Interactive voice response (IVR) is a technology that allows a computer to interact with humans through the use of voice and DTMF tones input via keypad. In telecommunications, IVR allows customers to interact with a company’s host system via a telephone keypad or by speech recognition, after which services can be inquired about through the IVR dialogue. IVR systems can respond with prerecorded or dynamically generated audio to further direct users on how to proceed. IVR systems deployed in the network are sized to handle large call volumes and also used for outbound calling, as IVR systems are more intelligent than many predictive dialer systems.

IVR systems can be used for mobile purchases, banking payments and services, retail orders, utilities, travel information and weather conditions. A common misconception refers to an automated attendant as an IVR. The terms are distinct and mean different things to traditional telecommunications professionals—the purpose of an IVR is to take input, process it, and return a result, whereas the job of an automated attendant is to route calls. The term voice response unit (VRU) is sometimes used as we


Banking institutions are reliant on IVR systems for customer engagement and to extend business hours to a 24/7 operation. Telephone banking allows customers to check balances and transaction histories as well as to make payments and transfers. As online channels have emerged, banking customer satisfaction has decreased.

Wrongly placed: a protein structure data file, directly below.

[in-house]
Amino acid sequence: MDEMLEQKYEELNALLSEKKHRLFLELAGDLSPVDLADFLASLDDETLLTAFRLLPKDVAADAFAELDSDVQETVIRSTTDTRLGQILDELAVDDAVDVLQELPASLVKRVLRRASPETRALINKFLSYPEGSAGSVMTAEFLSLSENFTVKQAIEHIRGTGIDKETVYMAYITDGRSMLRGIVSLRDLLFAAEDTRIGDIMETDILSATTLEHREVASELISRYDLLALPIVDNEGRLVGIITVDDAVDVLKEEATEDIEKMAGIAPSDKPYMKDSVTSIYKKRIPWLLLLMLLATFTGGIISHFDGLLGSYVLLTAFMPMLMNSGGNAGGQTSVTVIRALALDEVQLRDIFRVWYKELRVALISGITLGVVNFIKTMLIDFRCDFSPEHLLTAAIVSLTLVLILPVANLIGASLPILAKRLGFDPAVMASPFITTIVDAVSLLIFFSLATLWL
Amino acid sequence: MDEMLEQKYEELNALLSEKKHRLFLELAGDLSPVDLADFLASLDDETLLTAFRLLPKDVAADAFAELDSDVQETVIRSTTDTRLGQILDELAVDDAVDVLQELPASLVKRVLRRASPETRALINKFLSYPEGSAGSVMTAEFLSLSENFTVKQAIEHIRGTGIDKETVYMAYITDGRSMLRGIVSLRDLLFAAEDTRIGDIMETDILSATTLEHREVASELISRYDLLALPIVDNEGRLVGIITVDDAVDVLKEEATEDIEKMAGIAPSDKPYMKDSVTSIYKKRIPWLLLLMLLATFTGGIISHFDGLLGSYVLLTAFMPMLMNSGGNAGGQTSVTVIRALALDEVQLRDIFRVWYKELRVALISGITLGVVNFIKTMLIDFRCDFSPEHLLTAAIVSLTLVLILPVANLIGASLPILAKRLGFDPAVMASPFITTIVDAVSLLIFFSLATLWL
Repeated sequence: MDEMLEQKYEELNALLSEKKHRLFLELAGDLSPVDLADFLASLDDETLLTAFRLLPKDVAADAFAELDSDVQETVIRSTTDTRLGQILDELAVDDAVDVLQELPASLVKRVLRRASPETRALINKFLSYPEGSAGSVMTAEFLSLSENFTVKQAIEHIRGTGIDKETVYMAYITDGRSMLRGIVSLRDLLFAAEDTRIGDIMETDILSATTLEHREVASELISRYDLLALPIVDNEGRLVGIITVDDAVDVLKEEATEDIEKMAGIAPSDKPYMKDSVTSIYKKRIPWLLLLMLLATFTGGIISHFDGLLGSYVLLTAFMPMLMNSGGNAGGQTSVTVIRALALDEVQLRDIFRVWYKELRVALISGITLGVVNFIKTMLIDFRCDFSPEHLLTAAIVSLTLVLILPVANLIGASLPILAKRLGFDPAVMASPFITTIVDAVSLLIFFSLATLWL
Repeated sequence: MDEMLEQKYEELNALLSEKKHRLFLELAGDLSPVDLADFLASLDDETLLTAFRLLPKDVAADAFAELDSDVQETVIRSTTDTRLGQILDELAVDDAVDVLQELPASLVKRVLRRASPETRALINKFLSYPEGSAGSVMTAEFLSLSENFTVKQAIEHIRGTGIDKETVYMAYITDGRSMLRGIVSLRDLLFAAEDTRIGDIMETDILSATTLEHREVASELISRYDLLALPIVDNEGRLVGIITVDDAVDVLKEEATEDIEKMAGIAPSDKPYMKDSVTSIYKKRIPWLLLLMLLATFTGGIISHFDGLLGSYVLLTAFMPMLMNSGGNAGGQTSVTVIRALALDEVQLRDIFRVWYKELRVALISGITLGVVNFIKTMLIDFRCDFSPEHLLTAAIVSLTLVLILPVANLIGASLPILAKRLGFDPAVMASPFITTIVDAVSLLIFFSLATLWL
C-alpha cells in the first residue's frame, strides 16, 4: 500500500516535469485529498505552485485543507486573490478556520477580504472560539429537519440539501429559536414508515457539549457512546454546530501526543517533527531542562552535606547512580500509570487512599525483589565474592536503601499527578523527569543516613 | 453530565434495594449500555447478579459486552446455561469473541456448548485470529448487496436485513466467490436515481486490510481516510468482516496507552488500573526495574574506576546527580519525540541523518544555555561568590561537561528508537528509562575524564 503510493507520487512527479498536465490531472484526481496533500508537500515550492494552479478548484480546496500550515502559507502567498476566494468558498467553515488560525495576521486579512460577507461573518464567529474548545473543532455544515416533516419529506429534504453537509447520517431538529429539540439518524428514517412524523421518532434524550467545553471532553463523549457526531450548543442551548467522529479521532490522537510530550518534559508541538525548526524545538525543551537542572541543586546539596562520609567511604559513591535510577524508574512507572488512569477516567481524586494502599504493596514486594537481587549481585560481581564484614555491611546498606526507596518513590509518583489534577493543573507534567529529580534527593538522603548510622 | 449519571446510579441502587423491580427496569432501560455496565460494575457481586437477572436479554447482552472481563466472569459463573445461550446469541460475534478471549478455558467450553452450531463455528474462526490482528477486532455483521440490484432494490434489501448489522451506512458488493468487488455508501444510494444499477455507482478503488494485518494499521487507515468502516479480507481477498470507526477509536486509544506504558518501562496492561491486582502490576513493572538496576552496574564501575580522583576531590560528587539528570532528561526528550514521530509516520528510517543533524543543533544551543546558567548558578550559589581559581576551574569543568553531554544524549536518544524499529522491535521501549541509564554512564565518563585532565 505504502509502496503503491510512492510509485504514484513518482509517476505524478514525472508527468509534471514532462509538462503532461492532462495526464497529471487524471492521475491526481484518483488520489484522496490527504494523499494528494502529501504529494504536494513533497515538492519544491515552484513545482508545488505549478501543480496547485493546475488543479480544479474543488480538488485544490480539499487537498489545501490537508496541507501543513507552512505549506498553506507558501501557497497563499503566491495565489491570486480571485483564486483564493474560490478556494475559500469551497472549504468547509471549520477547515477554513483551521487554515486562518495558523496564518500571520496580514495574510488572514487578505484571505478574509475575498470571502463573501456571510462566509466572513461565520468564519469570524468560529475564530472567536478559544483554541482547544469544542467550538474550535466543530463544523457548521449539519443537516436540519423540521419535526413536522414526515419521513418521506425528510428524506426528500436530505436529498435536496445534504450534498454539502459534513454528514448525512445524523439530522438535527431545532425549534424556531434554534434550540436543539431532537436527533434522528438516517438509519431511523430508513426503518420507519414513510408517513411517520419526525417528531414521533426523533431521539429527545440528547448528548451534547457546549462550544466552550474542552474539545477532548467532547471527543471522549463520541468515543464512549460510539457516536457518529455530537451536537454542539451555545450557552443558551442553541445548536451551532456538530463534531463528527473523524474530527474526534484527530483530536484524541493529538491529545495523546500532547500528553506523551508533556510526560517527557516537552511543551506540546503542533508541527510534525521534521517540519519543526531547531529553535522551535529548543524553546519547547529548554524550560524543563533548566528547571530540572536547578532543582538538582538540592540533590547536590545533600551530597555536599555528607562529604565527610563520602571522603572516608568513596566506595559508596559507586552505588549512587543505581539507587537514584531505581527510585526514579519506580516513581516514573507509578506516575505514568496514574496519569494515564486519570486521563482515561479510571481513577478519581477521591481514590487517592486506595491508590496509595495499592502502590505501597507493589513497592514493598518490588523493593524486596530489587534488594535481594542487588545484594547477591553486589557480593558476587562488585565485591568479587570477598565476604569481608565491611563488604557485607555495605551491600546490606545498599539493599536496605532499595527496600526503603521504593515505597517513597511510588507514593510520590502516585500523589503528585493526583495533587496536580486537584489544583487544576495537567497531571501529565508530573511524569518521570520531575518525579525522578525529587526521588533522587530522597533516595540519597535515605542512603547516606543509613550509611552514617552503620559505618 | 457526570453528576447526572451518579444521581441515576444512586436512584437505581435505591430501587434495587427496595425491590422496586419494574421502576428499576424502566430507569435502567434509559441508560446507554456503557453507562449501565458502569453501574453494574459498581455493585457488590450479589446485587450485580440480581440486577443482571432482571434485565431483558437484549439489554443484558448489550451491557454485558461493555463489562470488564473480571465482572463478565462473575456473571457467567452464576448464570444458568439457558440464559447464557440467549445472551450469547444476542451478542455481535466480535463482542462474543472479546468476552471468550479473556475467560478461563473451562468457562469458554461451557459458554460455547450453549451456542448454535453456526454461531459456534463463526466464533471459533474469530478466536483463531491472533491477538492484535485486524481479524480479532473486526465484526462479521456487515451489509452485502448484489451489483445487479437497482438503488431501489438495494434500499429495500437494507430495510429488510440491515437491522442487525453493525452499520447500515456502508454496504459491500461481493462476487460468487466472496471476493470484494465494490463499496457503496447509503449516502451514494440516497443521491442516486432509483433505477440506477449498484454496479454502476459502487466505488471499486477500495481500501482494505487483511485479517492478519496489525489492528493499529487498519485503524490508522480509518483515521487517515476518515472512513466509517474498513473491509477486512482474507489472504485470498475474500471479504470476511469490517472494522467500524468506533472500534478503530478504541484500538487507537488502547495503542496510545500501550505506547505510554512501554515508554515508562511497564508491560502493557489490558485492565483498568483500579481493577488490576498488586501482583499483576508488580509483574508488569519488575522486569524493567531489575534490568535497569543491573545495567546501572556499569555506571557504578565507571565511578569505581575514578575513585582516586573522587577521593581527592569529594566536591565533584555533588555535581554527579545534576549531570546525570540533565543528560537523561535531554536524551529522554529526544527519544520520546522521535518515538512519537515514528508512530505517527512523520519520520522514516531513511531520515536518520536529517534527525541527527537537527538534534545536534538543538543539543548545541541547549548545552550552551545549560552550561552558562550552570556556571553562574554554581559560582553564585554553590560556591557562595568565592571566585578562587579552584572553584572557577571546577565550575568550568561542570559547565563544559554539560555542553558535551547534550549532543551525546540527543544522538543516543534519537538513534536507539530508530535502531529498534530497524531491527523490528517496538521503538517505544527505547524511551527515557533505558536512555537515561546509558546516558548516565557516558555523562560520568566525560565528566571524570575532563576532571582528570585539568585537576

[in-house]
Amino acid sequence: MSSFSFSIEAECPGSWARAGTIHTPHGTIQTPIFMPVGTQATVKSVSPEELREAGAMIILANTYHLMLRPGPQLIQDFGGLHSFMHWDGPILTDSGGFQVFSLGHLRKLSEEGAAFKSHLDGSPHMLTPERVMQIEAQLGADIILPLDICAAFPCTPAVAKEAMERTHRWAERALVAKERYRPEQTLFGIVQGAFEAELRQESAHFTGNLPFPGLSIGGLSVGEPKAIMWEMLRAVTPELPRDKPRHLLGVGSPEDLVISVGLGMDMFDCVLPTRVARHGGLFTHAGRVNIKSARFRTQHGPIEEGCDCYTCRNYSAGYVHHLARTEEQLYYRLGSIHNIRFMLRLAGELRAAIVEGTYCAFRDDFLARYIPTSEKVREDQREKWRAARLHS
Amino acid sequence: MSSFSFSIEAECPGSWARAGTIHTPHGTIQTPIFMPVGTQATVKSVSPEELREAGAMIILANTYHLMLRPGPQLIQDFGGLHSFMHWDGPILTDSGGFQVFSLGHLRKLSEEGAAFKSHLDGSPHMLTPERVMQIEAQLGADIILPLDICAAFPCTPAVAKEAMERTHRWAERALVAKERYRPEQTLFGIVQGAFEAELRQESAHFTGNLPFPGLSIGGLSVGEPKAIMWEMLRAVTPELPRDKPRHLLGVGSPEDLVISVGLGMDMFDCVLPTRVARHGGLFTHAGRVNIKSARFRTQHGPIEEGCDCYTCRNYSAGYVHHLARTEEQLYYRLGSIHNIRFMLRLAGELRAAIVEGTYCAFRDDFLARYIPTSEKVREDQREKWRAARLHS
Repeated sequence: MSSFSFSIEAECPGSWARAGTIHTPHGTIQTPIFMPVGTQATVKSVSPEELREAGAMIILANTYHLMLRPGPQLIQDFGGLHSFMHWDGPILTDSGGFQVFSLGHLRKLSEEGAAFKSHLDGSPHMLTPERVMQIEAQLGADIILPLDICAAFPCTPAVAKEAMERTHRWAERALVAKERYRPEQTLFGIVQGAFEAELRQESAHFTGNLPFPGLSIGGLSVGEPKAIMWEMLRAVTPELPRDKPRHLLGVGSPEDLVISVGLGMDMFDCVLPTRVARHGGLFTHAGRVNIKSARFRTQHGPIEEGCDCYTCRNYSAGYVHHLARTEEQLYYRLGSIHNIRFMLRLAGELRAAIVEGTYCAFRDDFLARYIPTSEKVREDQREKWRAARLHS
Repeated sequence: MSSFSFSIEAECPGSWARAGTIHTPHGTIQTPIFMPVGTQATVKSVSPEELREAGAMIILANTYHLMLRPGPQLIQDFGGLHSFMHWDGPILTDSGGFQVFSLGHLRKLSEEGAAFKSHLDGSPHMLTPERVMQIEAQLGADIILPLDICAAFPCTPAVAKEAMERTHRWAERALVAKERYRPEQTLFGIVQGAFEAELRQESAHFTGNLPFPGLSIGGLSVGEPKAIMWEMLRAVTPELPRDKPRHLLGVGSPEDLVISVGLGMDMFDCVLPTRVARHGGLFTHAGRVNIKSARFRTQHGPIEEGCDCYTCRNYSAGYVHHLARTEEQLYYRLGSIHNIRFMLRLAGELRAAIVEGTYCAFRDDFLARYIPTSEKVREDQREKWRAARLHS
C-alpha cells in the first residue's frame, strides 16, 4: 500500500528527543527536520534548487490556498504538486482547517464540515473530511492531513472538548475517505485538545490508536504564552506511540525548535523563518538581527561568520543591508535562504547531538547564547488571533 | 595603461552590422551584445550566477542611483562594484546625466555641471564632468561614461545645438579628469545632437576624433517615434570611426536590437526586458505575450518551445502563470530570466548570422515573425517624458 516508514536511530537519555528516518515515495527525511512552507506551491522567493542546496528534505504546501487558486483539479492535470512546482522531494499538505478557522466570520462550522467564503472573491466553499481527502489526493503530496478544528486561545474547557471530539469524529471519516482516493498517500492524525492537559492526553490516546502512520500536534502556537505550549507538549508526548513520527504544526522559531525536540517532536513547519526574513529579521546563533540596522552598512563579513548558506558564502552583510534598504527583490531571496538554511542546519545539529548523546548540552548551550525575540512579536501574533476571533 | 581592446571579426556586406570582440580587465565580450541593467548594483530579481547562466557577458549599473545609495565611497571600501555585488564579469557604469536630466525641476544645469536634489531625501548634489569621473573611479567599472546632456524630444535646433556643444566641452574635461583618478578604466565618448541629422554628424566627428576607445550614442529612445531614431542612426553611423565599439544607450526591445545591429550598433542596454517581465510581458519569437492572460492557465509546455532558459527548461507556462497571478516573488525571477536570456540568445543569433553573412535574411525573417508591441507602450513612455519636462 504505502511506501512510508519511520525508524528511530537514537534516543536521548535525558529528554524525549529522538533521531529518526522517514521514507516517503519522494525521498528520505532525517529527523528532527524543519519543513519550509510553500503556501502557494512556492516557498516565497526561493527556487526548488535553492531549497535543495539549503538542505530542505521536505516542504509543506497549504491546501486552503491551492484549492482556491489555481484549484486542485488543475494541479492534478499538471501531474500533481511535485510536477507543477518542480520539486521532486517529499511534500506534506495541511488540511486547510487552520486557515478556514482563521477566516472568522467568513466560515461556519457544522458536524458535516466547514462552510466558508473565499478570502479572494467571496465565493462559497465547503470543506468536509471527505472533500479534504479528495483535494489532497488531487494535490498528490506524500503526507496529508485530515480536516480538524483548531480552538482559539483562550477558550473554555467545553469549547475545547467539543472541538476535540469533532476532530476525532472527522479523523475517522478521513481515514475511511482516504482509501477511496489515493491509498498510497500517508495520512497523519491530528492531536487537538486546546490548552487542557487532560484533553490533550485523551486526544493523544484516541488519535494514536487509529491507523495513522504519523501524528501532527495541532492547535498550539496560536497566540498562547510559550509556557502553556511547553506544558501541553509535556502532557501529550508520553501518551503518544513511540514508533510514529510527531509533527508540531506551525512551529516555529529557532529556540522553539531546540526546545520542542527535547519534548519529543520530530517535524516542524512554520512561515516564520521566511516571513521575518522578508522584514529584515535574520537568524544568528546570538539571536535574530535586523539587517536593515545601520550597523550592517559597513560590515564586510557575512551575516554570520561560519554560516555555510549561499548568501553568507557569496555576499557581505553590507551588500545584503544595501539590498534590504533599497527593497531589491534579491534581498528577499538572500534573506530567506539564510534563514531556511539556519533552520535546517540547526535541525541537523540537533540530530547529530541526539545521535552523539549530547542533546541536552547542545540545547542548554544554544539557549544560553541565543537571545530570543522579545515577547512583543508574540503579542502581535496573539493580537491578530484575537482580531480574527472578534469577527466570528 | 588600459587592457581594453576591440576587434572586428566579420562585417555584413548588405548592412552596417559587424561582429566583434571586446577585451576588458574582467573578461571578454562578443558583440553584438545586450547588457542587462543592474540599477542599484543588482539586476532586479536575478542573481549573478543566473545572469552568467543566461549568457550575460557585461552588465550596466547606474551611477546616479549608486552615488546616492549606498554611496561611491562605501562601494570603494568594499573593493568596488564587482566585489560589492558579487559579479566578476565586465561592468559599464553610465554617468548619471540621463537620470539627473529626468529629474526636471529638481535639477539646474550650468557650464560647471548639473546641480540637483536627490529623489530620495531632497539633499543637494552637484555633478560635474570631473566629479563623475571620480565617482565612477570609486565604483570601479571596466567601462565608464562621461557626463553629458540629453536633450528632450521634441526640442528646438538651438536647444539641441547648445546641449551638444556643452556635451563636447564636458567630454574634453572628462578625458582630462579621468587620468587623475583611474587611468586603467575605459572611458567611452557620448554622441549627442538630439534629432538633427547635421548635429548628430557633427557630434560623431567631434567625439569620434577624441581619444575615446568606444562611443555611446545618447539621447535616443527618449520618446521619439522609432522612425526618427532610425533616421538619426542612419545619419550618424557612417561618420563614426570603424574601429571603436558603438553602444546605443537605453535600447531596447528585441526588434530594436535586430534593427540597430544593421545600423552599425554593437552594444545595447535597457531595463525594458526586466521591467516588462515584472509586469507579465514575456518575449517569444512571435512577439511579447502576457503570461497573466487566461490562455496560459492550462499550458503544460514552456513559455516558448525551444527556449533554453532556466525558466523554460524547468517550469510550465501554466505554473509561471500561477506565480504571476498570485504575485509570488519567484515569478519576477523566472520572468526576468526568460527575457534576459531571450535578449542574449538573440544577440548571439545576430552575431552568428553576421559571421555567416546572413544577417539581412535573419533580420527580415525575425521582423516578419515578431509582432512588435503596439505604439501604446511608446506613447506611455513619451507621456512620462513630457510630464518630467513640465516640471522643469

IVR systems are used by pharmaceutical companies and contract research organizations to conduct clinical trials and manage the large volumes of data generated. The caller will respond to questions in their preferred language and their responses will be logged into a database and possibly recorded at the same time to confirm authenticity. Applications include patient randomization and drug supply management. They are also used in recording patient diaries and questionnaires.

IVR systems allow callers to obtain data relatively anonymously. Hospitals and clinics have used IVR systems to allow callers to receive anonymous access to test results. This is information that could easily be handled by a person but the IVR system is used to preserve privacy and avoid potential embarrassment of sensitive information or test results. Users are given a passcode to access their results.


Some of the largest installed IVR platforms are used for televoting on television game shows, such as Pop Idol and Big Brother, which can generate enormous call spikes. The network provider will often deploy call gapping in the PSTN to prevent network overload. IVR may also be used by survey organizations to ask more sensitive questions where the investigators are concerned that a respondent might feel less comfortable providing these answers to a human interlocutor (such as questions about drug use or sexual behavior). In some cases, an IVR system can be used in the same survey in conjunction with a human interviewer.